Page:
Foundation for Rural & Regional Renewal
Ramingining, an Aboriginal community home to around 870 people, is situated on the edge of the Arafura Swamp in Arnhem Land, approximately 560 kilometres east of Darwin in the NT. The community is made up of mainly Yolngu people.
Ramingining artists and community members, through the Bula’Bula Arts Centre, wanted to provide more activities that strengthen the community’s connection to their cultural roots, knowing this is integral to people’s health and wellbeing. They also wanted their young people to learn to practice and celebrate their culture from Elders.
Following Cyclone Lam in 2015, the community successfully lobbied for a new cyclone shelter. The completed shelter has multiple uses including as recreation centre, a space for youth programs, a basketball stadium and the occasional movie theatre. The concrete block building was practical but somewhat bland, without representation of the local Yolngu culture.
Thanks to a $9,973 Strengthening Rural Communities grant, funded by the Bertalli Family Foundation, the Bula’Bula Arts Centre was able to bring together the older and younger generations of Yolngu people to commemorate their culture through the creation of two large public murals on the outside walls of the cyclone shelter.
Yolngu culture is built on a kinship system that consists of two moieties, Dhuwa and Yirritja, and these are the foundations of the skin systems, totemic relationships, storylines, songlines and more. Each mural, approximately three by five metres, honours one of the two moieties. The murals are a huge achievement visually depicting 20 unique stories. Twenty-one Bula’Bula artists, alongside about 20 Ramingining youth, created the murals over several sessions during the January 2022 school holidays.
The painting sessions were observed by many other community members, who came along to see what was happening. The murals have been highly welcomed by the community, bringing smiles and words like letchu (awesome), manymak (great) and yolngu rom (our culture).
The younger people have developed a better understanding of their culture, and the broader community has a greater sense of pride and self-esteem from the creation of a more culturally appropriate meeting place. The murals also act as a teaching tool, with many families coming to show their children and tell the culturally significant stories.
The Bula’Bula Arts Centre is a locally governed, owned, and operated Aboriginal Corporation situated in the heart of the community and plays an important role supporting more than 150 artists to maintain and strengthen their cultural practices. It also offers training, education, career pathways and enterprise opportunities, along with providing social services contributing to the social and physical health of the community.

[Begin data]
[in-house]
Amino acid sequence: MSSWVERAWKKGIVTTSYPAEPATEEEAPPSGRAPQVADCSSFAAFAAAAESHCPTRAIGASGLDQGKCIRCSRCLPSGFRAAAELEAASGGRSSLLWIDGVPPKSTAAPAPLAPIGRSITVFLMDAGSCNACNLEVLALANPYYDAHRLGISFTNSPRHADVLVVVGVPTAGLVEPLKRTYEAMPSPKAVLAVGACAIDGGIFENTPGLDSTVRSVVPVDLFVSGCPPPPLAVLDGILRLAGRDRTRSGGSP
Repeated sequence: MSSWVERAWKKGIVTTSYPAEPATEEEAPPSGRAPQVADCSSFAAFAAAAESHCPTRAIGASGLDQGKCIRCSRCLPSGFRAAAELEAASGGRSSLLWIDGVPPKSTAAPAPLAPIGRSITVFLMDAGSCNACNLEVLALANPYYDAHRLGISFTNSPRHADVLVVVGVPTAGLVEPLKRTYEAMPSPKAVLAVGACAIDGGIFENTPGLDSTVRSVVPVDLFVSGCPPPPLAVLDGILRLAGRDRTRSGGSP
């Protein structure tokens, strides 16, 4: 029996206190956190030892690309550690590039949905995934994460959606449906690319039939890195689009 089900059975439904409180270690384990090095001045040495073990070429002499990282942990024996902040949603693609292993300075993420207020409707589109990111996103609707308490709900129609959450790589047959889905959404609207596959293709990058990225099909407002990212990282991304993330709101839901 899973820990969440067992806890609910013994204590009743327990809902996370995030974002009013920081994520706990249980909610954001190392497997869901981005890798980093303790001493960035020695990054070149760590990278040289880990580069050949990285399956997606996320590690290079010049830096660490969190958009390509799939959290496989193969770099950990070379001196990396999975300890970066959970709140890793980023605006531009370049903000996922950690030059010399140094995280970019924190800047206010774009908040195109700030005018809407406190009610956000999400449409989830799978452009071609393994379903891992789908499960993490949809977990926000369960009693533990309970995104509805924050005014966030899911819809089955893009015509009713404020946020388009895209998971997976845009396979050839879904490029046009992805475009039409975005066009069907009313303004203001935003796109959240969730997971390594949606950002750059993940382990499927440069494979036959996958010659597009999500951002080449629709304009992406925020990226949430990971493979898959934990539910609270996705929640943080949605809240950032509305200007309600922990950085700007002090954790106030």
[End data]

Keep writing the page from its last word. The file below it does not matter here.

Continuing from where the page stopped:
The most successful and proudest part of the project for the Bula’Bula Arts Centre was the engagement of Yolngu people from the initial concept to execution and finally, the outcome and ongoing nature of keeping culture strong.
Dhuwa wall artists included: Gary Smith, Dorothy Djampilil, Daniel Warrulukuma, Evonne Rraraypum, JB Fisher, Joy Borruwa, Billy Black, Joy Burruna, Lisa Gurrulpa and Shannon Ashley.
Yirritja wall artists included: Joanne Mombuyngu, Selena Munguluma, Peter Gambung, Romeo Gaykamangu, Bobby Bununggurr, Andrew Malibirr, Johnny Malibirr and Evonne Gaywrri.
Artist helpers and art workers: Selena Galang, Kylie Pascoe, Steve Malibirr, Ross Dhaparuwuy and Jasmane Malibirr.
The East Arnhem Regional Council authorised the creation of the murals and also provided staff time in-kind to assist with the project.
More than $770,000 in vouchers distributed
Students and families in remote, rural and regional parts of Australia will start the 2022 school year with a little extra support, thanks to the generosity of FRRR and its donors, and the Community Foundations and groups helping to distribute the more than 15,700 Back to School vouchers across the country.
FRRR’s Back to School (BTS) program partners with community groups and Community Foundations to provide $50 gift vouchers to local families in need. The vouchers can be redeemed at select national retailers or local businesses for school essentials like uniforms, shoes, school bags or stationery.
Now in its 18th year, the BTS program has worked with community organisations in rural communities to distribute more than $10.7 million in BTS vouchers and help in excess of 216,000 students and their families get what they need to start the school year on a positive note. This includes families that have been impacted by natural disasters such as 2019-20 Black Summer Fires, flooding events, and the economic impact of the COVID pandemic.
Sarah Matthee, FRRR’s General Manager Partnerships & Services, said that the Back to School program continues to give a helping hand to rural families doing it tough.